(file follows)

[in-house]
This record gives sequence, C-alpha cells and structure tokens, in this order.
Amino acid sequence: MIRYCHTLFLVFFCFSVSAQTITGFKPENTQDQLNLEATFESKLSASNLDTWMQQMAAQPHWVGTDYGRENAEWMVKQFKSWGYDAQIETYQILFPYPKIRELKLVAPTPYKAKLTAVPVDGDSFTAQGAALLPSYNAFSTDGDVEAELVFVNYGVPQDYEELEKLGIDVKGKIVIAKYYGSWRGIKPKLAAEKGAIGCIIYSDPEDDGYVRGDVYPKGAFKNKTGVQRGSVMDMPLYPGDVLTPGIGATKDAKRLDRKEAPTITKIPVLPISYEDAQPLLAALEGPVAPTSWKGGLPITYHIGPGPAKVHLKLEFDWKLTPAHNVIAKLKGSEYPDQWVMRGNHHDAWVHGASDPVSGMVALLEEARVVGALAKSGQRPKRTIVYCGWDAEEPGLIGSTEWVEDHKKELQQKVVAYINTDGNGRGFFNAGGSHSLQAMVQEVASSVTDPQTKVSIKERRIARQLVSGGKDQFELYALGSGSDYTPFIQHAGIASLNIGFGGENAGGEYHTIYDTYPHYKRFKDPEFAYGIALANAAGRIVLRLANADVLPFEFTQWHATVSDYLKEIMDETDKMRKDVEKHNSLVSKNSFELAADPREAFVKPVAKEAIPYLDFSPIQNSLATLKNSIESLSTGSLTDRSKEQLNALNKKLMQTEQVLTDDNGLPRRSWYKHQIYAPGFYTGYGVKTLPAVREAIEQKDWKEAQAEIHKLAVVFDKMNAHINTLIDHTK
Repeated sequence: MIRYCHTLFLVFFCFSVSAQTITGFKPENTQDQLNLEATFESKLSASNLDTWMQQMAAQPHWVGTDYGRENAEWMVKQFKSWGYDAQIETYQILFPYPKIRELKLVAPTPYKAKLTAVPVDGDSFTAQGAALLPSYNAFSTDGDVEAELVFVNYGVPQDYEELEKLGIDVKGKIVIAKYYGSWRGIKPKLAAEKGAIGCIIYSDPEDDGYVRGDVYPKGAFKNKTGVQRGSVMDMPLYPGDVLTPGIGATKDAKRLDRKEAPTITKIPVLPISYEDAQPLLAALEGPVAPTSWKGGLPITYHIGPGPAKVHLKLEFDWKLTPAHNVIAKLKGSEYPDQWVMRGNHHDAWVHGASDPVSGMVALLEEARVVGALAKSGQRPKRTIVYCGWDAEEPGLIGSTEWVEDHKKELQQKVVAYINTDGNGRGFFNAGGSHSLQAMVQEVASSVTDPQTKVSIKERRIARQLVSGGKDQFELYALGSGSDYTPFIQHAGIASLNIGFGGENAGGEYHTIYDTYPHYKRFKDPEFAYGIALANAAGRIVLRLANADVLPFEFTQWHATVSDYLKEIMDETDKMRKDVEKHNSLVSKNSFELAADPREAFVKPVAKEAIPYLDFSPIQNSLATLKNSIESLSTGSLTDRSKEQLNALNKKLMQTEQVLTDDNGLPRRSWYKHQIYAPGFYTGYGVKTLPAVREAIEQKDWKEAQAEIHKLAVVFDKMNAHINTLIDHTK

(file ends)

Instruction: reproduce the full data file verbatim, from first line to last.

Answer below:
[in-house]
This record gives sequence, C-alpha cells and structure tokens, in this order.
Amino acid sequence: MIRYCHTLFLVFFCFSVSAQTITGFKPENTQDQLNLEATFESKLSASNLDTWMQQMAAQPHWVGTDYGRENAEWMVKQFKSWGYDAQIETYQILFPYPKIRELKLVAPTPYKAKLTAVPVDGDSFTAQGAALLPSYNAFSTDGDVEAELVFVNYGVPQDYEELEKLGIDVKGKIVIAKYYGSWRGIKPKLAAEKGAIGCIIYSDPEDDGYVRGDVYPKGAFKNKTGVQRGSVMDMPLYPGDVLTPGIGATKDAKRLDRKEAPTITKIPVLPISYEDAQPLLAALEGPVAPTSWKGGLPITYHIGPGPAKVHLKLEFDWKLTPAHNVIAKLKGSEYPDQWVMRGNHHDAWVHGASDPVSGMVALLEEARVVGALAKSGQRPKRTIVYCGWDAEEPGLIGSTEWVEDHKKELQQKVVAYINTDGNGRGFFNAGGSHSLQAMVQEVASSVTDPQTKVSIKERRIARQLVSGGKDQFELYALGSGSDYTPFIQHAGIASLNIGFGGENAGGEYHTIYDTYPHYKRFKDPEFAYGIALANAAGRIVLRLANADVLPFEFTQWHATVSDYLKEIMDETDKMRKDVEKHNSLVSKNSFELAADPREAFVKPVAKEAIPYLDFSPIQNSLATLKNSIESLSTGSLTDRSKEQLNALNKKLMQTEQVLTDDNGLPRRSWYKHQIYAPGFYTGYGVKTLPAVREAIEQKDWKEAQAEIHKLAVVFDKMNAHINTLIDHTK
Repeated sequence: MIRYCHTLFLVFFCFSVSAQTITGFKPENTQDQLNLEATFESKLSASNLDTWMQQMAAQPHWVGTDYGRENAEWMVKQFKSWGYDAQIETYQILFPYPKIRELKLVAPTPYKAKLTAVPVDGDSFTAQGAALLPSYNAFSTDGDVEAELVFVNYGVPQDYEELEKLGIDVKGKIVIAKYYGSWRGIKPKLAAEKGAIGCIIYSDPEDDGYVRGDVYPKGAFKNKTGVQRGSVMDMPLYPGDVLTPGIGATKDAKRLDRKEAPTITKIPVLPISYEDAQPLLAALEGPVAPTSWKGGLPITYHIGPGPAKVHLKLEFDWKLTPAHNVIAKLKGSEYPDQWVMRGNHHDAWVHGASDPVSGMVALLEEARVVGALAKSGQRPKRTIVYCGWDAEEPGLIGSTEWVEDHKKELQQKVVAYINTDGNGRGFFNAGGSHSLQAMVQEVASSVTDPQTKVSIKERRIARQLVSGGKDQFELYALGSGSDYTPFIQHAGIASLNIGFGGENAGGEYHTIYDTYPHYKRFKDPEFAYGIALANAAGRIVLRLANADVLPFEFTQWHATVSDYLKEIMDETDKMRKDVEKHNSLVSKNSFELAADPREAFVKPVAKEAIPYLDFSPIQNSLATLKNSIESLSTGSLTDRSKEQLNALNKKLMQTEQVLTDDNGLPRRSWYKHQIYAPGFYTGYGVKTLPAVREAIEQKDWKEAQAEIHKLAVVFDKMNAHINTLIDHTK